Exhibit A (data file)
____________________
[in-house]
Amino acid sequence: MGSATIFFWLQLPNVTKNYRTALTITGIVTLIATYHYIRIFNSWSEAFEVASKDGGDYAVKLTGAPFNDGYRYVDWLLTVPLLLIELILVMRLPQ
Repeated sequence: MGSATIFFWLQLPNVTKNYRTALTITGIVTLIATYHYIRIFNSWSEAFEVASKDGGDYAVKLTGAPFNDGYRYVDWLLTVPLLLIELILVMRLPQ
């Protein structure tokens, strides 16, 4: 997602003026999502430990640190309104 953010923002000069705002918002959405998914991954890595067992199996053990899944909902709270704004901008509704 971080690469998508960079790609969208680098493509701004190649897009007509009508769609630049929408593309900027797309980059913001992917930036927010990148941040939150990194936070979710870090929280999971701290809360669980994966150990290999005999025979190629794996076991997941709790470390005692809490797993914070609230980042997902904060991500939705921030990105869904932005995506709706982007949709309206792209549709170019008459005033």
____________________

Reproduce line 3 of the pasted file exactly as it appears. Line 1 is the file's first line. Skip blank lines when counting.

Repeated sequence: MGSATIFFWLQLPNVTKNYRTALTITGIVTLIATYHYIRIFNSWSEAFEVASKDGGDYAVKLTGAPFNDGYRYVDWLLTVPLLLIELILVMRLPQ